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 Major Groups | Insecta (insects) | Diptera (true flies) | Simuliidae

Simuliidae Simulinae

Major Group: Insecta
Subfamily: Simulinae

Descriptive Features:

  • head capsule complete not retractile into thorax
  • mandibles usually with several teeth
  • abdomen 9-segmented
  • single proleg present on thorax
  • abdomen swollen in posterior portion, bearing circlet of spines and sucker for attachment
  • head capsule with pair labral fans (brushes)
  • Total length: up to 7mm


      Taxonomic Checklist: Genera
      12 species
      Paracnephia 9 species (formerly Cnephia)
      Simulium 14 species

      Distribution: Australia wide

      Sensitivity Rating: SIGNAL grade 5

      Functional Feeding Group: filtering collectors


      Little Snowy Creek at Eskdale, Vic

      Ecology: Simuliid adults are commonly known as ‘black flies’
      Instream habitat: Larvae occur in fast flowing waters. They will not survive if removed from the main current as a slow velocity does not meet their requirements of filter-feeding and respiration. Larvae and pupae are found attached to submerged substrata, usually trailing vegetation, cobbles or fixed bedrock. However, pupae are often more numerous on the downstream side of rocks or towards the base of submerged plants, where the current velocity is less rapid.
      Feeding ecology:Larvae are filtering collectors, extracting fine particulate detritus from the water as it flows past.
      Habit: Larvae and pupae do not swim, they move around the substrata with a caterpillar-like motion. Larvae require a relatively clean substratum on which to secure a pad of silk strands that attaches them to it
      Life history: Most of the following information comes from North American studies. The egg stage is the resistant stage of the life cycle for some species and can withstand desiccation, then hatch after a flood event. Duration of the egg stage varies from one day to nine or ten months depending on the species and water temperature. Larvae will remain at the hatching site if the substratum and food supply are adequate otherwise they will drift downstream on a silken thread to more suitable sites. The larval period varies from less than one month to six or seven months in over-wintering species. In warm waters, the larval stage lasts only a few weeks. Larvae pass through four to nine moults, typically seven. Early instars have a shorter duration than later ones and two moults per day may occur within fast growing species. Final instar larvae spin variously shaped silken cocoons that anchor and protect the developing pupae. Duration of the pupal stage varies according to water temperature, but usually lasts four to seven days. When an adult is ready to emerge its wings expand causing it to rise to the surface in a bubble of air. In most cases the adult immediately flies to a rest spot to allow its cuticle to harden. Mating can occur shortly after emergence or just before oviposition and takes place in flight or while landed. Females of some species require a blood meal for maturation of the eggs, either before or after mating. Females lay their eggs in a variety of lotic environments ranging from the smallest trickle to the largest rivers; the choice of habitat will vary with the species. Oviposition varies from the free distribution of eggs while the female taps her abdomen on the water surface during flight, or ovipositing while landed on wet surfaces such as grass trailing in the water, or crawling underwater to deposit the eggs.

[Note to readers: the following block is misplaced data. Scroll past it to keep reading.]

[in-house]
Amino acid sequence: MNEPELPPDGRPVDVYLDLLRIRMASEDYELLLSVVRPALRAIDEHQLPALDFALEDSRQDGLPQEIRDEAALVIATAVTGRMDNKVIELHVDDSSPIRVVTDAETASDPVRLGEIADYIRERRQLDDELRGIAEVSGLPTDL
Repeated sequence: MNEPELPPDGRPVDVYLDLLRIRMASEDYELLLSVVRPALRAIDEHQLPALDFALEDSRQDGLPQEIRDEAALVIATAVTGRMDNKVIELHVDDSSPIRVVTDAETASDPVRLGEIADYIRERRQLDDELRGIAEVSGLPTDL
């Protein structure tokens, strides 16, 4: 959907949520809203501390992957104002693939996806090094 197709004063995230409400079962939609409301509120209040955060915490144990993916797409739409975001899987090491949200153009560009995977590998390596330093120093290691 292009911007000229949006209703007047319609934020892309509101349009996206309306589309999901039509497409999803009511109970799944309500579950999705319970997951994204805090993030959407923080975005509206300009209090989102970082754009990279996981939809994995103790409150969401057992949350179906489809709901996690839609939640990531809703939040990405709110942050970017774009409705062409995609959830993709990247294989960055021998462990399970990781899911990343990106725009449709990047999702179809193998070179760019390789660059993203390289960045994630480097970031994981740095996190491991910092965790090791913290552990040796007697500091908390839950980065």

Information Sources: Crosskey 1990, 2007, Colless & McAlpine 1991, Merritt & Cummins 1996, Bugledich 1999, Hawking & Smith 1997, Williams 1980, Bass 1998
      Key to Genera: Mackerras & Mackerras 1949
      Key to Species: Mackerras & Mackerras 1949 (Austrosimulium & Cnephia - partial)
      Colbo 1976 (Simulium - partial)